Volquez settles with strikeouts: A year ago with the Royals, Volquez averaged 7.72 strikeouts per nine innings. The right-hander collected three straight, when he needed them, in the first inning. The Nationals threatened to break things open early when Trea Turner doubled to lead off the first and Adam Eaton walked. But Volquez struck out Harper. After a double steal, Volquez fanned Daniel Murphy and Ryan Zimmerman to escape unharmed.
"That was good because I was up and down a little bit with the first two batters, and I was able to make the adjustment and make better pitches with the next three guys," Volquez said.
During the strikeout stretch, catcher J.T. Realmuto made a mound visit that really seemed to dial Volquez in, and the results showed.
"That was something I cannot tell you right now," Volquez said of his meeting. "That's between me and him. We work on it. We are good. We're on the same page. We got some tricks for that. I'm not allowed to say it on camera."
"We've talked about adding on. Big G [Stanton] just misses one the next inning. Ozuna just missed one. We didn't get any kind of rally after that. But that catch [by Harper on Christian Yelich] obviously is one of those parts of the game where, if that ball drops, you know you've got two more runs right there." -- Mattingly, on Harper running into the wall and robbing Yelich of extra bases with two outs in the fifth inning. The Marlins didn't have a baserunner the rest of the game, with their final 13 retired.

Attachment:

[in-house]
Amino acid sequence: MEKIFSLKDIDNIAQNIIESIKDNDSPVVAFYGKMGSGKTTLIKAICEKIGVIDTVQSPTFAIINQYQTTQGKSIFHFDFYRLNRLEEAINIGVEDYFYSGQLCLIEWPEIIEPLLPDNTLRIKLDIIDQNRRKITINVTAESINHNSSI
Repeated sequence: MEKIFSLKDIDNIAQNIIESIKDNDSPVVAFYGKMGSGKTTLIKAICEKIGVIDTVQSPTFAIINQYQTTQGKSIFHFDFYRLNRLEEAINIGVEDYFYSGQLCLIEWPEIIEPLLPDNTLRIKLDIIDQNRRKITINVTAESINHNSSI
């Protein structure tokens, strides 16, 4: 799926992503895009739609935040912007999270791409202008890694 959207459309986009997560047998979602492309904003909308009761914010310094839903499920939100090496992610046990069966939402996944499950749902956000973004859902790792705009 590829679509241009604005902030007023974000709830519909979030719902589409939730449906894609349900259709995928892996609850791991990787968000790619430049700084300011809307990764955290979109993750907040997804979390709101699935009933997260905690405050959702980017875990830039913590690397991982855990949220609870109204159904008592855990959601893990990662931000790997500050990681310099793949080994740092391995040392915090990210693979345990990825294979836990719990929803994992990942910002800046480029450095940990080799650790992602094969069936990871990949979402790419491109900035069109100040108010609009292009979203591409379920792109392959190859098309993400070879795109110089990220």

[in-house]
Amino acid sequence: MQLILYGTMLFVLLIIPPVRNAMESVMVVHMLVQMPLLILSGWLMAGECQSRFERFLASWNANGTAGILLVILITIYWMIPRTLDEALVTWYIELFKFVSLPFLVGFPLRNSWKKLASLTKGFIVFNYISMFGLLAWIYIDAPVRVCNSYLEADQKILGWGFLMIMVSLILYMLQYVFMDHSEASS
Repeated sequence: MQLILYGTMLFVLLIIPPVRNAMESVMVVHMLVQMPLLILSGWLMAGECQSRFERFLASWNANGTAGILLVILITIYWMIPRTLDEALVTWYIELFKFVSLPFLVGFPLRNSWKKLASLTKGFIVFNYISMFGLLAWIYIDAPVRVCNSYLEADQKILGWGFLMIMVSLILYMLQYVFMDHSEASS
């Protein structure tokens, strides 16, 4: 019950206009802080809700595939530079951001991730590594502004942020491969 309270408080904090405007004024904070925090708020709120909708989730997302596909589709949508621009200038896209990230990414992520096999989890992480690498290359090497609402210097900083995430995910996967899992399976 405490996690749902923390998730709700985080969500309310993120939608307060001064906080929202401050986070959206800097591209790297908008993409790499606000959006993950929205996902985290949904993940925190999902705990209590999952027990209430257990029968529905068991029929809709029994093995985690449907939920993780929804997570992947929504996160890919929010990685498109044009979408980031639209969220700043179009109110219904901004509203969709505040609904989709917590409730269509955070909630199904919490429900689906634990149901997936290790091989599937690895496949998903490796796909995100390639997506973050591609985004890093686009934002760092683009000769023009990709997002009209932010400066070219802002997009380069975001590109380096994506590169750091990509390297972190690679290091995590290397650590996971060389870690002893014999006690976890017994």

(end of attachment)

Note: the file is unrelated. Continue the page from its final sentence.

"I don't even know what happened. You know, you wish you could hold onto it for a lifetime, but it goes by and you don't even realize what happened." -- Lind, on his homer
SOUND SMART WITH YOUR FRIENDS
Volquez was 2-for-2 at the plate off Strasburg. Those were the 33-year-old's first hits since Sept. 25, 2014, when he was with the Pirates facing the Braves. Volquez, who was with the Royals in the American League the past two years, entered the day 23-for-282 (.082) in his career. He was 2-for-53 in '14. He's already matched that season hits total.
Marlins:Dan Straily, acquired from the Reds in January, impressed so much in Spring Training that he was tabbed the No. 2 starter. The right-hander was 14-8 with a 3.76 ERA last year in Cincinnati. He faced the Nationals twice, with a 3.21 ERA in 14 innings, and he'll face them again Wednesday at 7:05 p.m. ET.
Nationals:Tanner Roark will make his 2017 debut Wednesday against the Marlins, trying to build off a breakout 2016 season and strong performance in the World Baseball Classic this spring. Roark led Nationals starters with a 2.83 ERA last season, tossed a career-high 210 innings and posted 5.5 wins above replacement, according to baseball-reference.com.
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Jamal Collier covers the Nationals for MLB.com. Follow him on Twitter at @jamalcollier.
Joe Frisaro has covered the Marlins for MLB.com since 2002. He writes a blog, called The Fish Pond. Follow him on Twitter @JoeFrisaro and listen to his podcast.